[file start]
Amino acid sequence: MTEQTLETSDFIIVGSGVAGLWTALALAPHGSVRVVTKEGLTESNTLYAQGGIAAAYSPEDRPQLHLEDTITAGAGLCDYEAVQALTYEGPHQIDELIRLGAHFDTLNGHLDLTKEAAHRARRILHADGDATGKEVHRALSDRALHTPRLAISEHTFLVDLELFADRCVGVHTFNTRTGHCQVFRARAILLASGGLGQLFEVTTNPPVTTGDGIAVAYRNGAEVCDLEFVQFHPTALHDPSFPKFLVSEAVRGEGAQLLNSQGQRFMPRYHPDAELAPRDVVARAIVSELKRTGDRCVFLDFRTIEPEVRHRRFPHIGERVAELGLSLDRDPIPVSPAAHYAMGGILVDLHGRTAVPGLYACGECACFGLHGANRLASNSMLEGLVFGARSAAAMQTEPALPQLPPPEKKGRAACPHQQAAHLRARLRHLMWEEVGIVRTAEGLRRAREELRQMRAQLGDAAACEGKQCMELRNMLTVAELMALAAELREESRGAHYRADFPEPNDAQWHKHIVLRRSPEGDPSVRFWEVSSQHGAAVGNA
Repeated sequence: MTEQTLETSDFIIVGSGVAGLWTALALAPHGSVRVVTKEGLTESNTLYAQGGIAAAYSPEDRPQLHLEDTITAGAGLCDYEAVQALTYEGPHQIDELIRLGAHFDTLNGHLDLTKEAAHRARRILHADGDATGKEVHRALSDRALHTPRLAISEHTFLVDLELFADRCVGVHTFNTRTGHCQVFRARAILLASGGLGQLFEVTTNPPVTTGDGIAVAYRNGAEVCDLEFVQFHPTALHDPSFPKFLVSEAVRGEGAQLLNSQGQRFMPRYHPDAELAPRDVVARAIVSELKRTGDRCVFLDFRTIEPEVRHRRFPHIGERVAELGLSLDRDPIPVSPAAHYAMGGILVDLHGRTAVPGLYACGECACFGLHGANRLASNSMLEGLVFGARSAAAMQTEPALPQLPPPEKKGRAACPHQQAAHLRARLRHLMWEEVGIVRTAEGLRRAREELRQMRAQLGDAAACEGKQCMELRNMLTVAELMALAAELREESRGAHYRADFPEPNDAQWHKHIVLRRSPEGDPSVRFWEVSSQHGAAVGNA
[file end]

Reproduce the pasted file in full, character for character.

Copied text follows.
Amino acid sequence: MTEQTLETSDFIIVGSGVAGLWTALALAPHGSVRVVTKEGLTESNTLYAQGGIAAAYSPEDRPQLHLEDTITAGAGLCDYEAVQALTYEGPHQIDELIRLGAHFDTLNGHLDLTKEAAHRARRILHADGDATGKEVHRALSDRALHTPRLAISEHTFLVDLELFADRCVGVHTFNTRTGHCQVFRARAILLASGGLGQLFEVTTNPPVTTGDGIAVAYRNGAEVCDLEFVQFHPTALHDPSFPKFLVSEAVRGEGAQLLNSQGQRFMPRYHPDAELAPRDVVARAIVSELKRTGDRCVFLDFRTIEPEVRHRRFPHIGERVAELGLSLDRDPIPVSPAAHYAMGGILVDLHGRTAVPGLYACGECACFGLHGANRLASNSMLEGLVFGARSAAAMQTEPALPQLPPPEKKGRAACPHQQAAHLRARLRHLMWEEVGIVRTAEGLRRAREELRQMRAQLGDAAACEGKQCMELRNMLTVAELMALAAELREESRGAHYRADFPEPNDAQWHKHIVLRRSPEGDPSVRFWEVSSQHGAAVGNA
Repeated sequence: MTEQTLETSDFIIVGSGVAGLWTALALAPHGSVRVVTKEGLTESNTLYAQGGIAAAYSPEDRPQLHLEDTITAGAGLCDYEAVQALTYEGPHQIDELIRLGAHFDTLNGHLDLTKEAAHRARRILHADGDATGKEVHRALSDRALHTPRLAISEHTFLVDLELFADRCVGVHTFNTRTGHCQVFRARAILLASGGLGQLFEVTTNPPVTTGDGIAVAYRNGAEVCDLEFVQFHPTALHDPSFPKFLVSEAVRGEGAQLLNSQGQRFMPRYHPDAELAPRDVVARAIVSELKRTGDRCVFLDFRTIEPEVRHRRFPHIGERVAELGLSLDRDPIPVSPAAHYAMGGILVDLHGRTAVPGLYACGECACFGLHGANRLASNSMLEGLVFGARSAAAMQTEPALPQLPPPEKKGRAACPHQQAAHLRARLRHLMWEEVGIVRTAEGLRRAREELRQMRAQLGDAAACEGKQCMELRNMLTVAELMALAAELREESRGAHYRADFPEPNDAQWHKHIVLRRSPEGDPSVRFWEVSSQHGAAVGNA